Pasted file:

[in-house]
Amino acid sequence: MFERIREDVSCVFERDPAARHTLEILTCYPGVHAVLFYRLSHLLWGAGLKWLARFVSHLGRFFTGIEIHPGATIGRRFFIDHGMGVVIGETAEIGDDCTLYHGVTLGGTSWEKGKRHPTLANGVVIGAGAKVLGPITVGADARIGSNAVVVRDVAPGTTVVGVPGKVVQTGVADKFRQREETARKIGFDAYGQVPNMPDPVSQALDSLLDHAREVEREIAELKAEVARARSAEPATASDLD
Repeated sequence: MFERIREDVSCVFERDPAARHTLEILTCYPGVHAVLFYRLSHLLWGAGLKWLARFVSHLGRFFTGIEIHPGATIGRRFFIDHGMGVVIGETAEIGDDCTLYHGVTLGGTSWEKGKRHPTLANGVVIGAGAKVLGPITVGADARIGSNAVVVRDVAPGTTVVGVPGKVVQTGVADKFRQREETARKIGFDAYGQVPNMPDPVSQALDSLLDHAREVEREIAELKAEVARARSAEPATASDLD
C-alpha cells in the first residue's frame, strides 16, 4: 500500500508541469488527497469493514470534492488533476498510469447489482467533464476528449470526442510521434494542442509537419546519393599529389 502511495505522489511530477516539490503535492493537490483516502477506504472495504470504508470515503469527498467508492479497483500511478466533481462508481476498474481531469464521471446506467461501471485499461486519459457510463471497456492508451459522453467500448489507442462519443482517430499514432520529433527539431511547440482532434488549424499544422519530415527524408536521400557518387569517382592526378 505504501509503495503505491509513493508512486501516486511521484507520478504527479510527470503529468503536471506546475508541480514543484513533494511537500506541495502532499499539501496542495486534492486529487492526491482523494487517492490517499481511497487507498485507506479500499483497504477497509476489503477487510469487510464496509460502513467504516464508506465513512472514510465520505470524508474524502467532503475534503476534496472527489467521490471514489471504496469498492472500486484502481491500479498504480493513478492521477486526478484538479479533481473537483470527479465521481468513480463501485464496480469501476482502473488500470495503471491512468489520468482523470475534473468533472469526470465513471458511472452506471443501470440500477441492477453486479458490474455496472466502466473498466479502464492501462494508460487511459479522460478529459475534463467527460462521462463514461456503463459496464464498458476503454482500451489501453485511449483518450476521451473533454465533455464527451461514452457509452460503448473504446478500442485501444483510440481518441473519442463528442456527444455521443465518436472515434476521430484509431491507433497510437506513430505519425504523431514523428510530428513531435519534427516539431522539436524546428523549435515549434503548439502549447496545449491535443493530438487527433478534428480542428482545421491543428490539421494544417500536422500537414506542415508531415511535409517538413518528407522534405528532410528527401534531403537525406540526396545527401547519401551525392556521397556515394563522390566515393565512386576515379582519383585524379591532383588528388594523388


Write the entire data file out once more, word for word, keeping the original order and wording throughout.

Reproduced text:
[in-house]
Amino acid sequence: MFERIREDVSCVFERDPAARHTLEILTCYPGVHAVLFYRLSHLLWGAGLKWLARFVSHLGRFFTGIEIHPGATIGRRFFIDHGMGVVIGETAEIGDDCTLYHGVTLGGTSWEKGKRHPTLANGVVIGAGAKVLGPITVGADARIGSNAVVVRDVAPGTTVVGVPGKVVQTGVADKFRQREETARKIGFDAYGQVPNMPDPVSQALDSLLDHAREVEREIAELKAEVARARSAEPATASDLD
Repeated sequence: MFERIREDVSCVFERDPAARHTLEILTCYPGVHAVLFYRLSHLLWGAGLKWLARFVSHLGRFFTGIEIHPGATIGRRFFIDHGMGVVIGETAEIGDDCTLYHGVTLGGTSWEKGKRHPTLANGVVIGAGAKVLGPITVGADARIGSNAVVVRDVAPGTTVVGVPGKVVQTGVADKFRQREETARKIGFDAYGQVPNMPDPVSQALDSLLDHAREVEREIAELKAEVARARSAEPATASDLD
C-alpha cells in the first residue's frame, strides 16, 4: 500500500508541469488527497469493514470534492488533476498510469447489482467533464476528449470526442510521434494542442509537419546519393599529389 502511495505522489511530477516539490503535492493537490483516502477506504472495504470504508470515503469527498467508492479497483500511478466533481462508481476498474481531469464521471446506467461501471485499461486519459457510463471497456492508451459522453467500448489507442462519443482517430499514432520529433527539431511547440482532434488549424499544422519530415527524408536521400557518387569517382592526378 505504501509503495503505491509513493508512486501516486511521484507520478504527479510527470503529468503536471506546475508541480514543484513533494511537500506541495502532499499539501496542495486534492486529487492526491482523494487517492490517499481511497487507498485507506479500499483497504477497509476489503477487510469487510464496509460502513467504516464508506465513512472514510465520505470524508474524502467532503475534503476534496472527489467521490471514489471504496469498492472500486484502481491500479498504480493513478492521477486526478484538479479533481473537483470527479465521481468513480463501485464496480469501476482502473488500470495503471491512468489520468482523470475534473468533472469526470465513471458511472452506471443501470440500477441492477453486479458490474455496472466502466473498466479502464492501462494508460487511459479522460478529459475534463467527460462521462463514461456503463459496464464498458476503454482500451489501453485511449483518450476521451473533454465533455464527451461514452457509452460503448473504446478500442485501444483510440481518441473519442463528442456527444455521443465518436472515434476521430484509431491507433497510437506513430505519425504523431514523428510530428513531435519534427516539431522539436524546428523549435515549434503548439502549447496545449491535443493530438487527433478534428480542428482545421491543428490539421494544417500536422500537414506542415508531415511535409517538413518528407522534405528532410528527401534531403537525406540526396545527401547519401551525392556521397556515394563522390566515393565512386576515379582519383585524379591532383588528388594523388